Three weeks have gone by since the Robb Elementary School shooting, but it feels like time does not move in Uvalde, Texas.
A shadow of sadness is felt on every corner. A community is unable to cope with its trauma.
"It definitely hits you right in the heart," Uvalde resident Martin Sanchez said. "It's a scary time right now. So I think everybody's definitely affected with that mental health."
Just a few states over, remnants of a dark episode are not easy to leave behind, at least for Carlos Rodriguez, who survived the Parkland shooting in 2018.
"It's something you have to live with for the rest of your life," he said.
When he was eight, Rodriguez immigrated to the United States from Venezuela. He says they escaped because it became dangerous for his family.
When he arrived in the U.S., he says he immediately felt safe but that all changed on Valentine's Day of 2018 when a gunman entered his high school, Marjory Stoneman Douglas, killing 17 people and injuring 17 others.
His friend, Joaquin Oliver, also from Venezuela, died in the shooting.
"We were hiding in those classrooms. We were just at a loss for words. We found out that 17 people died. We couldn't believe it," Rodriguez said. "And I didn't understand how that was going to damage my heart for the rest of my life."
Psychologists say that the same trauma can be felt in the wake of nearly every mass shooting.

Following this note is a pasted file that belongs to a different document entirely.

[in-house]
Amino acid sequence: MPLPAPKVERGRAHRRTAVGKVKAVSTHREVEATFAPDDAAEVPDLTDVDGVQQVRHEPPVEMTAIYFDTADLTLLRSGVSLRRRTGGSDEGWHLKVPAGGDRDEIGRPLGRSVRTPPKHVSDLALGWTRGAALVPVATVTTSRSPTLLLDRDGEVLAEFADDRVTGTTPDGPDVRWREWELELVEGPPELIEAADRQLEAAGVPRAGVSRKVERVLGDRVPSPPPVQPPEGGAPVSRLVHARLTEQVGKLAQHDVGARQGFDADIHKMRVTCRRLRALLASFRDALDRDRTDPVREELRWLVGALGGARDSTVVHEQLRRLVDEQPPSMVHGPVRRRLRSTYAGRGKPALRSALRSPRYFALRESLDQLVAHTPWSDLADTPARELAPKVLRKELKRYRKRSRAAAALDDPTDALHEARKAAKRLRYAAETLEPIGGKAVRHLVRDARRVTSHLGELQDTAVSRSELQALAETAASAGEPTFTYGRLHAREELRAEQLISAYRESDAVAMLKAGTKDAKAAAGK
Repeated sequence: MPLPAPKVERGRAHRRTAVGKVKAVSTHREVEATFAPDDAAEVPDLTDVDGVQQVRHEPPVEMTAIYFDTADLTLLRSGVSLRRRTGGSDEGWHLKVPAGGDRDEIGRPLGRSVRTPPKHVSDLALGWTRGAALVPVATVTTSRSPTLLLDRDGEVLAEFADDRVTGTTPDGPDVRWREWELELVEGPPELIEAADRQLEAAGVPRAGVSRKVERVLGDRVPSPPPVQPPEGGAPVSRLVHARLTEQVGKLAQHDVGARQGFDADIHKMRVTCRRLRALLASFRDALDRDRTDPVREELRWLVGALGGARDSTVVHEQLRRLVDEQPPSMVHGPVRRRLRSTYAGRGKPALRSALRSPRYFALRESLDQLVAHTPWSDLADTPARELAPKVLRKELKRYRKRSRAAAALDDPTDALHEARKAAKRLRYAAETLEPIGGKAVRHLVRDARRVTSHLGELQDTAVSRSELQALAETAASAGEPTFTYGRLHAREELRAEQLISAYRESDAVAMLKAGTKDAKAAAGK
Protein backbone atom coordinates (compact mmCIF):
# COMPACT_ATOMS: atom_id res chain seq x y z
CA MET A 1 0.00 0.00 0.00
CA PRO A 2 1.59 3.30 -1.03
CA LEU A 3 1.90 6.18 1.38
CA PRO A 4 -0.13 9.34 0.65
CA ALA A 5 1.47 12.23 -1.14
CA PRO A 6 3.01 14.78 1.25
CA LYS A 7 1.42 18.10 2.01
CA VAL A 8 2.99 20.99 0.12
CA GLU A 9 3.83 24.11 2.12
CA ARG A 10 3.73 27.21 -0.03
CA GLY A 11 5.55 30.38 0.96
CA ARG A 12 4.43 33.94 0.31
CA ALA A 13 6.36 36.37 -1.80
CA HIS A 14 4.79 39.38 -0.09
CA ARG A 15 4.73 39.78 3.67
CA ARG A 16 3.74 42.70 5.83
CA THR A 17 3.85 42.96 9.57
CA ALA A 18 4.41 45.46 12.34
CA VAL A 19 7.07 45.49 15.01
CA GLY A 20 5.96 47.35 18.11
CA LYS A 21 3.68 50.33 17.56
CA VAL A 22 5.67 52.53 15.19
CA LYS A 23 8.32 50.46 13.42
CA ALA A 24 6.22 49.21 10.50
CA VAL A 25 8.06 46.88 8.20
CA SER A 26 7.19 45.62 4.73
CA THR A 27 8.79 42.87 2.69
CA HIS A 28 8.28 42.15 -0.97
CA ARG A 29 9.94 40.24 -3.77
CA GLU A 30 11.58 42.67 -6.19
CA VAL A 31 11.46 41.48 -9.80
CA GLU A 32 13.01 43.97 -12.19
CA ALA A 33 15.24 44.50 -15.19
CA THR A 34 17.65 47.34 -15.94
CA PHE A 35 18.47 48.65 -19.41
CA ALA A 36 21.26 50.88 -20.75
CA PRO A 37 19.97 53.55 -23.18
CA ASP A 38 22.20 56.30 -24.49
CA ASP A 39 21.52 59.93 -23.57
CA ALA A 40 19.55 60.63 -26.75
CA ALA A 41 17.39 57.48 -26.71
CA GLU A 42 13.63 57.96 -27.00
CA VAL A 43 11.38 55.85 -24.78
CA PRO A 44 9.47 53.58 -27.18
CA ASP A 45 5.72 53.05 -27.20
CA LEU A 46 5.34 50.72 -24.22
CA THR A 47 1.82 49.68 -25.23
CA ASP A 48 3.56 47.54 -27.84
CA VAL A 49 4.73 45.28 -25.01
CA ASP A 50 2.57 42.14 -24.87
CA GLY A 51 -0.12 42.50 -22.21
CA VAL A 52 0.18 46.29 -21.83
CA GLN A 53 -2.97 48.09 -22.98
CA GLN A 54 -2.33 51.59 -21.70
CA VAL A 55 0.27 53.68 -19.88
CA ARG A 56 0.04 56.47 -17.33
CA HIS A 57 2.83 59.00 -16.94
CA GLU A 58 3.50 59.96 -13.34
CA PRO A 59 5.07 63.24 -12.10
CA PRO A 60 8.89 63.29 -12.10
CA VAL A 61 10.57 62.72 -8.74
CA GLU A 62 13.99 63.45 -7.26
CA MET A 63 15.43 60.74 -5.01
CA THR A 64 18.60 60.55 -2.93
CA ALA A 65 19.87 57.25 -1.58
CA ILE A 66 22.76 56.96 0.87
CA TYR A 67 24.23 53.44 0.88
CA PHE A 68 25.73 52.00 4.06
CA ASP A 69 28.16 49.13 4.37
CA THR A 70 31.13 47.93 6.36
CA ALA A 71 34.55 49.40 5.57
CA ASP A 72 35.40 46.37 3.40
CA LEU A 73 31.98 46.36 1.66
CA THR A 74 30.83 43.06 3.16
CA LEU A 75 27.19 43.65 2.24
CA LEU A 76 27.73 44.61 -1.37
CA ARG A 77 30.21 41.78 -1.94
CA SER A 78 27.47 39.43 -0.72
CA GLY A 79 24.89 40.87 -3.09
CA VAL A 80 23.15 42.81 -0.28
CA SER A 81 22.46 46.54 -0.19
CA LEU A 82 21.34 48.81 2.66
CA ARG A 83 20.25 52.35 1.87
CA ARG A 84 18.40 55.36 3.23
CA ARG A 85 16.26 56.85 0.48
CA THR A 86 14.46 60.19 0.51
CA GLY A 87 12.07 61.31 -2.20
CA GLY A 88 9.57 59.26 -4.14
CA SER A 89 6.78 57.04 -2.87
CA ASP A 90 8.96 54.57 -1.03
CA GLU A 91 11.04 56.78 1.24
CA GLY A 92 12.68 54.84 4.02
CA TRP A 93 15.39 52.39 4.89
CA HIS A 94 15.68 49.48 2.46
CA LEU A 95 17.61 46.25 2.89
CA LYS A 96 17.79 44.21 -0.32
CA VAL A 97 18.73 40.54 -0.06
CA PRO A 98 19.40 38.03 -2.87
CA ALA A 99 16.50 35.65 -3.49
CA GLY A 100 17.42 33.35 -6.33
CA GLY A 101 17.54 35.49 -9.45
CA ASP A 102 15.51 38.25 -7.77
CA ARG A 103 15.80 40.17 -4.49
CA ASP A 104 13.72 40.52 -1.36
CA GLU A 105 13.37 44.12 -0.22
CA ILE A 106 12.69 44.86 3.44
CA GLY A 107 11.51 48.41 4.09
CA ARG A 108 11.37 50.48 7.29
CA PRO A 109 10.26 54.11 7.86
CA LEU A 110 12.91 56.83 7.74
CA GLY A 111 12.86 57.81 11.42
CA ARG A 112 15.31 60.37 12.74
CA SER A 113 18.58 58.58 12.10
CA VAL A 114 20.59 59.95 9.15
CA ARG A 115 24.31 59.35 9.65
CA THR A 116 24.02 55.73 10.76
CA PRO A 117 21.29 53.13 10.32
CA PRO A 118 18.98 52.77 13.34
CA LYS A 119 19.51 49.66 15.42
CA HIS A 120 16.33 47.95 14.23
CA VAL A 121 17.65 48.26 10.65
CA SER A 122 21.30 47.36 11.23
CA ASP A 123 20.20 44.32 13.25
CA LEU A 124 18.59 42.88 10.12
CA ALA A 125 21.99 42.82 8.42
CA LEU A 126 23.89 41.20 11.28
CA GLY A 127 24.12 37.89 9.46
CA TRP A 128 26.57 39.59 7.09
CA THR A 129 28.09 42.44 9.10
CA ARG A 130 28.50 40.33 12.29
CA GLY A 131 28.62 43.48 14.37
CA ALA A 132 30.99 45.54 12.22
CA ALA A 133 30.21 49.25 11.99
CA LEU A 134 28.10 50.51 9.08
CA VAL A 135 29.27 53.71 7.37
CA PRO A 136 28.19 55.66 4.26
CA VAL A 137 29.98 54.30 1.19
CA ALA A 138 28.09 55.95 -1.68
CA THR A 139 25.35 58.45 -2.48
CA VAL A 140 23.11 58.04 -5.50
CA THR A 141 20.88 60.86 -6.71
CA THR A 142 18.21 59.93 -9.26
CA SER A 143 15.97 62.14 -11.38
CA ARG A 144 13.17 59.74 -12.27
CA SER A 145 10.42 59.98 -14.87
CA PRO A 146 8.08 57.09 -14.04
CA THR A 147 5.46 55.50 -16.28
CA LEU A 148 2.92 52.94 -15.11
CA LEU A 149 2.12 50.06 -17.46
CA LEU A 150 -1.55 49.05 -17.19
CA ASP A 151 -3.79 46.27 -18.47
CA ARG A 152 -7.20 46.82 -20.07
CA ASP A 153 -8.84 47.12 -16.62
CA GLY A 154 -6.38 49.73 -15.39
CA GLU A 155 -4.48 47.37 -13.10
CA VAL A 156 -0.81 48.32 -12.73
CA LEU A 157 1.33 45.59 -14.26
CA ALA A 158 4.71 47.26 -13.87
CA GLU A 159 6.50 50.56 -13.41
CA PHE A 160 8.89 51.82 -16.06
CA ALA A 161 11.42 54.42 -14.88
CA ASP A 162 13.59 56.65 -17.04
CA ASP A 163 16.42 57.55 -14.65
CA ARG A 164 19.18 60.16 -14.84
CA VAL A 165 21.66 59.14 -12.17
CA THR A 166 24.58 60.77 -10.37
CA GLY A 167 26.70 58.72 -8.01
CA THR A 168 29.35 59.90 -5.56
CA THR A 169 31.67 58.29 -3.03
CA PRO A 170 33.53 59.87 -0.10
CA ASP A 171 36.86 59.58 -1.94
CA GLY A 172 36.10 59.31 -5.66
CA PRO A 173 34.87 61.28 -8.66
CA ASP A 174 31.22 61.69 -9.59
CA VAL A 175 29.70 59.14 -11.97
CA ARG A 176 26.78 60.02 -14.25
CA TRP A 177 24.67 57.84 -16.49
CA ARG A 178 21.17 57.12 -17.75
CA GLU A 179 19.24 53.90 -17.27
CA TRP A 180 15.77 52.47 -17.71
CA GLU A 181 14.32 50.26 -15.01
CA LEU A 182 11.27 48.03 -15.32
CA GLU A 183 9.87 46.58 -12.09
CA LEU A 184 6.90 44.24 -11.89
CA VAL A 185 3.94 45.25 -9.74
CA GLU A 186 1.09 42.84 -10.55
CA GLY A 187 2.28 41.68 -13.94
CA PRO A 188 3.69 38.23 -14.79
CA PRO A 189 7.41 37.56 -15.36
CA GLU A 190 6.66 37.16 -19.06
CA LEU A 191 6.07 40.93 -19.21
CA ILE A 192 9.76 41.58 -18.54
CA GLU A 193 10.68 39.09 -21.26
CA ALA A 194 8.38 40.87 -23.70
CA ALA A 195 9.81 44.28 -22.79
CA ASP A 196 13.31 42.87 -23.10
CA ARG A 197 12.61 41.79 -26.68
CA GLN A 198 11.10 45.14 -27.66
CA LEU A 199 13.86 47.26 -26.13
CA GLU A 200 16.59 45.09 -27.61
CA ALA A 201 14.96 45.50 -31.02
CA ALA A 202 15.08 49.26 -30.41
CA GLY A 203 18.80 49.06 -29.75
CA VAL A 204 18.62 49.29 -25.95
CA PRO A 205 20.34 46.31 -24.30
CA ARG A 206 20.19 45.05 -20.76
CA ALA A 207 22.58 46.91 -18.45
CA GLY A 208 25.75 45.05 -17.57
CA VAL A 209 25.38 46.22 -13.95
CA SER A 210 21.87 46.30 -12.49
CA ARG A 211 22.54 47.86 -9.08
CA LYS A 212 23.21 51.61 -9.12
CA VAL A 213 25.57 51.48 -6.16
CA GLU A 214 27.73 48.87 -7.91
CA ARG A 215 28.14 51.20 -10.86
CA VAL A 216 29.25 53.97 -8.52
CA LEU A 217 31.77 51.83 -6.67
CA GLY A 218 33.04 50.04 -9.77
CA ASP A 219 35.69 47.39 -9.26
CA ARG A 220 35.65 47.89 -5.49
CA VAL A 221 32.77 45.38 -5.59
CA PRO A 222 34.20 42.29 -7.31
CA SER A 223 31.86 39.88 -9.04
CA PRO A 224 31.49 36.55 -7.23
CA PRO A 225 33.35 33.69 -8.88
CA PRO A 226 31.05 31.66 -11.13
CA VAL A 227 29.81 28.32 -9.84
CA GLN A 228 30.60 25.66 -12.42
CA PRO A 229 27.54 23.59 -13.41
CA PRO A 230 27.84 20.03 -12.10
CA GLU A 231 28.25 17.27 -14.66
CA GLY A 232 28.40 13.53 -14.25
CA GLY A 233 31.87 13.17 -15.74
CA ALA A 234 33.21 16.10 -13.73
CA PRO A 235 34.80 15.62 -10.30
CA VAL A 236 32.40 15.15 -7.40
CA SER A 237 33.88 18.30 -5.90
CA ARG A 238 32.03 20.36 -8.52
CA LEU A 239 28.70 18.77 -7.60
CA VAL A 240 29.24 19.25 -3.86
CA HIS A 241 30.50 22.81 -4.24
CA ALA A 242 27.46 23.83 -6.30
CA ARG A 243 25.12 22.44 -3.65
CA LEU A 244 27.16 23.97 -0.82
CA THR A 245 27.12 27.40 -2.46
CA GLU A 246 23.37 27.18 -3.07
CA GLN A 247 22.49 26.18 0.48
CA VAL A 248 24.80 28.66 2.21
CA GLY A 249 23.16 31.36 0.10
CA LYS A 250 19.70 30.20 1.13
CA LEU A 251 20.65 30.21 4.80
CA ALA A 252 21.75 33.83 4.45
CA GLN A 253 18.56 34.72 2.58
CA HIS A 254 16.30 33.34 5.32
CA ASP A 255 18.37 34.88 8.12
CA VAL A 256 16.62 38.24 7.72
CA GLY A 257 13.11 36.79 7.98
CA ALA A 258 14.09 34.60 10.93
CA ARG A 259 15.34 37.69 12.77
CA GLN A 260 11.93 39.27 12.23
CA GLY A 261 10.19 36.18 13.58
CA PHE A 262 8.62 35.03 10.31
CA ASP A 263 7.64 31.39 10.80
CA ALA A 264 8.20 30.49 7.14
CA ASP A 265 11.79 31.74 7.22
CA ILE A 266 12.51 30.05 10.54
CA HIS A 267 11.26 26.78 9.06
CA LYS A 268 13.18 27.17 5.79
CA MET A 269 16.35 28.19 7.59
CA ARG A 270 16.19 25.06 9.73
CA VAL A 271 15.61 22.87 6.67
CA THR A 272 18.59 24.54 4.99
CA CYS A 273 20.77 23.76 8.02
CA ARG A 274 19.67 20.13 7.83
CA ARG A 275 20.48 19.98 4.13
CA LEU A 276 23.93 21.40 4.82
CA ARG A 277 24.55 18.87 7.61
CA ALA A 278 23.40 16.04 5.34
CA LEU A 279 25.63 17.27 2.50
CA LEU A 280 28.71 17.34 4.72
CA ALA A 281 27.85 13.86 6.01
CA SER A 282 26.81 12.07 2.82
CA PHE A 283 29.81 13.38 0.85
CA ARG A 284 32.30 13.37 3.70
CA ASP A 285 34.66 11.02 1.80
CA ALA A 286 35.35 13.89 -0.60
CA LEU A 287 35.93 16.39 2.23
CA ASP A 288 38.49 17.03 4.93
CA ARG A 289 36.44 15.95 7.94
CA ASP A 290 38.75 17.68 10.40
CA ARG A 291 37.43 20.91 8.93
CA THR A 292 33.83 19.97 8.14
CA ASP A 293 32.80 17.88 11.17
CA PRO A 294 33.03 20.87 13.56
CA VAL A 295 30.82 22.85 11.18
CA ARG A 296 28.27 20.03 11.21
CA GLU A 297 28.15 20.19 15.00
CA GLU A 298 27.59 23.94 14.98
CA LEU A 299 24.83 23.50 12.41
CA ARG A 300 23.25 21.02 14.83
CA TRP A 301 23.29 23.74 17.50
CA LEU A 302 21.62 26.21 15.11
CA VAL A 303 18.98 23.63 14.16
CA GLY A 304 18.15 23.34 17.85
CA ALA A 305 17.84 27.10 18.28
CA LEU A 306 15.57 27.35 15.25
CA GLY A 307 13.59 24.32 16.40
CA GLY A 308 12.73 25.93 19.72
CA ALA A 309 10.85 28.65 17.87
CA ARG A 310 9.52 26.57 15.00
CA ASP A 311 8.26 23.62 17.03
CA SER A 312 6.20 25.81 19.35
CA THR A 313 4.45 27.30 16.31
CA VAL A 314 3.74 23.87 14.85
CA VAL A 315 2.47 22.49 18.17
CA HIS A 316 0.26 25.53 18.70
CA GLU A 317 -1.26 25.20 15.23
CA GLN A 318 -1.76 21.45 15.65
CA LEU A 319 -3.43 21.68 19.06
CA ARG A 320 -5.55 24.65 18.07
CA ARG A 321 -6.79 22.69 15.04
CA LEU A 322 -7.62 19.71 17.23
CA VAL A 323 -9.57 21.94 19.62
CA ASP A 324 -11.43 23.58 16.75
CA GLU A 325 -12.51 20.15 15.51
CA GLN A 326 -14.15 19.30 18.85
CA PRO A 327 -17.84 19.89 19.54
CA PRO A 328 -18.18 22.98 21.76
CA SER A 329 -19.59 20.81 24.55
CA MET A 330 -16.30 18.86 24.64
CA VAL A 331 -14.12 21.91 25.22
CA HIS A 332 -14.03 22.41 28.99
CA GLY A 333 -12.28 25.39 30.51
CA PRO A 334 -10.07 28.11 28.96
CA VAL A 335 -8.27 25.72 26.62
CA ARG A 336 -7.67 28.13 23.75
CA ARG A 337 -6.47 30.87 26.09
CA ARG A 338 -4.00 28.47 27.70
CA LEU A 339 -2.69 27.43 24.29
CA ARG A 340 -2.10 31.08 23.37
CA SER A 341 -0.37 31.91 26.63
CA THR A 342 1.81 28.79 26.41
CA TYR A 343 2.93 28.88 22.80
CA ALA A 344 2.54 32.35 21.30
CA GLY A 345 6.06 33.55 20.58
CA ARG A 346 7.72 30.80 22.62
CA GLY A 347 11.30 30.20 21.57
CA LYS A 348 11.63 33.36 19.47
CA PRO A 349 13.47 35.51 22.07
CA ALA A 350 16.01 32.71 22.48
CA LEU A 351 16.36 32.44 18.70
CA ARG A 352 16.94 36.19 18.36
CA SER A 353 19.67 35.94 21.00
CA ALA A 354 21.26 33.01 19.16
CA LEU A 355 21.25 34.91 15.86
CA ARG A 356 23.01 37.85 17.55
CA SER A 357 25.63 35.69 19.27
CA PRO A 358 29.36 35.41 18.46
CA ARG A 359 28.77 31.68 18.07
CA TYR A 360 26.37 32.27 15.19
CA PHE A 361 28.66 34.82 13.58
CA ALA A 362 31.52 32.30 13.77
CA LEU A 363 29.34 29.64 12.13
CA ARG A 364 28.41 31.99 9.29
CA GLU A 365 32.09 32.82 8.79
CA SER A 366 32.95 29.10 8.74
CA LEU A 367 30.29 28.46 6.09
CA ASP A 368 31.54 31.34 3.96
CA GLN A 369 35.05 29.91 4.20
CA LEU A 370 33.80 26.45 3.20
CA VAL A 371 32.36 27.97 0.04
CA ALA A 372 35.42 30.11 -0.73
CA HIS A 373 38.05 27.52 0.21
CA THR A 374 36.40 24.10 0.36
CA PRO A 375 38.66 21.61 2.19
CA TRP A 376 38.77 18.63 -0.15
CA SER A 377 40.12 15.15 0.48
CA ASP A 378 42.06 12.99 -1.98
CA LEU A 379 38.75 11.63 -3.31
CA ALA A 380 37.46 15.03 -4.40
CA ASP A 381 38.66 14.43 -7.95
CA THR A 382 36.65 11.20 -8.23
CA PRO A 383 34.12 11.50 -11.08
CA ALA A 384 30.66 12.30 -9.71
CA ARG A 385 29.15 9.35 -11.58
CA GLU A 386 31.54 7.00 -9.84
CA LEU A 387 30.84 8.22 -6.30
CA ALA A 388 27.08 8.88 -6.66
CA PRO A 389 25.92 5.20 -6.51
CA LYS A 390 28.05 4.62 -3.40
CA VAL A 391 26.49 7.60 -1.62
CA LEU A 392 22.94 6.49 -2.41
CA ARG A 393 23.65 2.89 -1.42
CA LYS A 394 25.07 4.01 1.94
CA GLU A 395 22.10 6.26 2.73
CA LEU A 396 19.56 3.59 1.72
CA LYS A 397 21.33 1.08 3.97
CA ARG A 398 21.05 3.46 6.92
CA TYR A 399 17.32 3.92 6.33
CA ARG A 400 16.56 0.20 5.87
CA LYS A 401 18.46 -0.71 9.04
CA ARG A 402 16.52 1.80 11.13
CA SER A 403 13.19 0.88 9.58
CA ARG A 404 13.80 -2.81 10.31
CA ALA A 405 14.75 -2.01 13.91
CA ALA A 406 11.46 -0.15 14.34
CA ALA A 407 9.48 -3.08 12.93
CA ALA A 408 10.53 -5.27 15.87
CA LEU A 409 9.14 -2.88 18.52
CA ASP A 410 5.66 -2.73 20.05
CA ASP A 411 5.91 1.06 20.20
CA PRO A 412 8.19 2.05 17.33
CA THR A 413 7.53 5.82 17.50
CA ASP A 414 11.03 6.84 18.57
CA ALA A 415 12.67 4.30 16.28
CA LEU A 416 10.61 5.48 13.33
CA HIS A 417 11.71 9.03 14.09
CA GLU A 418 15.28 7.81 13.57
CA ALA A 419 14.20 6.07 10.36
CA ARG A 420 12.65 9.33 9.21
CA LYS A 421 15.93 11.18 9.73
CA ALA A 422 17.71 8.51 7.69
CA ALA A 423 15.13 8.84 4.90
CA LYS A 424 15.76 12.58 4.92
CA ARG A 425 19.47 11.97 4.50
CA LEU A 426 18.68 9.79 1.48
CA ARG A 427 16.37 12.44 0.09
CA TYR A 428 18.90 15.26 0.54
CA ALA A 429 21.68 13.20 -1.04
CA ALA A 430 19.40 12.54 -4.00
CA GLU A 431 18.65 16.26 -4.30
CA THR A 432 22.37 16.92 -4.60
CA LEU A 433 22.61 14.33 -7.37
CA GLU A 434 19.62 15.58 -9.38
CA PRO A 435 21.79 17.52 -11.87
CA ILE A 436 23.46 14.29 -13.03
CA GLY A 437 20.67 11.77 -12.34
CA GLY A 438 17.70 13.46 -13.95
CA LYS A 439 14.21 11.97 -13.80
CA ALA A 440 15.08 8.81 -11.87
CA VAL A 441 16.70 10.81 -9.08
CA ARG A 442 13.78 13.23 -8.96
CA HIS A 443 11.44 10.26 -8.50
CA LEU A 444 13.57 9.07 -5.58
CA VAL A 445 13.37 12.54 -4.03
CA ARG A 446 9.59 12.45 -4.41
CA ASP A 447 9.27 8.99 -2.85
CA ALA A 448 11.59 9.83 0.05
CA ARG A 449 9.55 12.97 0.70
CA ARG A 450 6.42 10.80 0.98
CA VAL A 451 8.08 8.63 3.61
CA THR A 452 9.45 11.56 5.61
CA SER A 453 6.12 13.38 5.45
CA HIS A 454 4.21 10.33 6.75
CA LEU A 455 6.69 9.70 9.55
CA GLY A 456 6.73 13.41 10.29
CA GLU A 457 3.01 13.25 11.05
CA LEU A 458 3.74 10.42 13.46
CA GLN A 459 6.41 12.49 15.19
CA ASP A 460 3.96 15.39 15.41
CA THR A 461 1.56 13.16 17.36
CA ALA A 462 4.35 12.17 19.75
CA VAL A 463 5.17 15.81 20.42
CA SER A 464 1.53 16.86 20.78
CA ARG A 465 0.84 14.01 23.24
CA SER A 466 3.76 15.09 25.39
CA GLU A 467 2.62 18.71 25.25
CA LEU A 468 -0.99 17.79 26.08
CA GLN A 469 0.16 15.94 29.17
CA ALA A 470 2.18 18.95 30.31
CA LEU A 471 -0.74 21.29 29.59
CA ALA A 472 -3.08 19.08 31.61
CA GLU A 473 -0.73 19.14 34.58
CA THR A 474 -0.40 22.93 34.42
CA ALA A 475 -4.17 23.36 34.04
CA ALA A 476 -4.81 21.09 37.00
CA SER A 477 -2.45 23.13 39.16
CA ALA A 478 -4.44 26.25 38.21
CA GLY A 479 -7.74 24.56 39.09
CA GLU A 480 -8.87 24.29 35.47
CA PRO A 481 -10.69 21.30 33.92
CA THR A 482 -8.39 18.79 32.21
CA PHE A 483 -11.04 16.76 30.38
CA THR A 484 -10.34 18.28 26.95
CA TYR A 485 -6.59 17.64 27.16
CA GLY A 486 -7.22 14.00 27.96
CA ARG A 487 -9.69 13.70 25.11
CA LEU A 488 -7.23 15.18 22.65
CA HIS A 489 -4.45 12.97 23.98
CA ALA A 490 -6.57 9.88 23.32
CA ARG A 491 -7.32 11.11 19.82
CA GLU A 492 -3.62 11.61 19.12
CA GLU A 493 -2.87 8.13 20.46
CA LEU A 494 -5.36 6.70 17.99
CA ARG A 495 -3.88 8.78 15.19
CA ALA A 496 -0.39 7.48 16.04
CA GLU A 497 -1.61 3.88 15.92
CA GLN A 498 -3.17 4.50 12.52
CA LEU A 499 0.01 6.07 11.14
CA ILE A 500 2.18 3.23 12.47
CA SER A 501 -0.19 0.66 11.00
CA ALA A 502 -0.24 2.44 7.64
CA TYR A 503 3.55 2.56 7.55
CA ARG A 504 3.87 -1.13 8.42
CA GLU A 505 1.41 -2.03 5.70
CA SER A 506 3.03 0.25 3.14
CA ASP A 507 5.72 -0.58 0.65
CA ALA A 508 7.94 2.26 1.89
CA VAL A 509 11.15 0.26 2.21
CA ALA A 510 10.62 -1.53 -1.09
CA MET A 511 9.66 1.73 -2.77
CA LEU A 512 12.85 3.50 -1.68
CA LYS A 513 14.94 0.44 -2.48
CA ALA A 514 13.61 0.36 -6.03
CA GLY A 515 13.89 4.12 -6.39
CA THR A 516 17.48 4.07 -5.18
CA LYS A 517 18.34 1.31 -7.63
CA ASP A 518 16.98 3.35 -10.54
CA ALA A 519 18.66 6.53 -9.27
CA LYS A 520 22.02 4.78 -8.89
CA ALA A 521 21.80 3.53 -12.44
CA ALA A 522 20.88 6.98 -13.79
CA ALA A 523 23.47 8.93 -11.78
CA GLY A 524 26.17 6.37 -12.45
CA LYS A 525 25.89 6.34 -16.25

In Uvalde, the population is more than 80% Hispanic and a majority of residents are low-income. Newsy spoke to one expert who said these factors put these types of communities at risk. Most of them do not seek help to deal with their mental trauma.
Dr. Angelique Snyder, a pediatric psychologist at the Children's Hospital of San Antonio, has visited Uvalde to offer mental health support.
One problem, she says, is "Not having enough providers that may speak your language, especially if your monolingual Spanish speakers are, or are not, having providers that look like you or can understand your culture."
Another concern in Uvalde is survivor's guilt, which is a symptom of post-traumatic stress disorder.
"We expect some of that guilt to happen in those early phases, but when it becomes persistent and it doesn't go away, that would be a time that we can approach it and work with it," she said.
Snyder adds that in extreme situations, survivor's guilt can cause someone to hurt themselves.
In 2019, two students who survived the Parkland shooting, later apparently died by suicide. The same year, the father of a Sandy Hook victim took his own life.
"Survivor's guilt is real," Rodriguez said. "And as a survivor, I say that I've definitely thought about the worst-case scenario — And I've thought about not being in this life."
Although the last four years haven't been easy, Rodriguez has turned his pain into a passion. Through music, he says he is healing.
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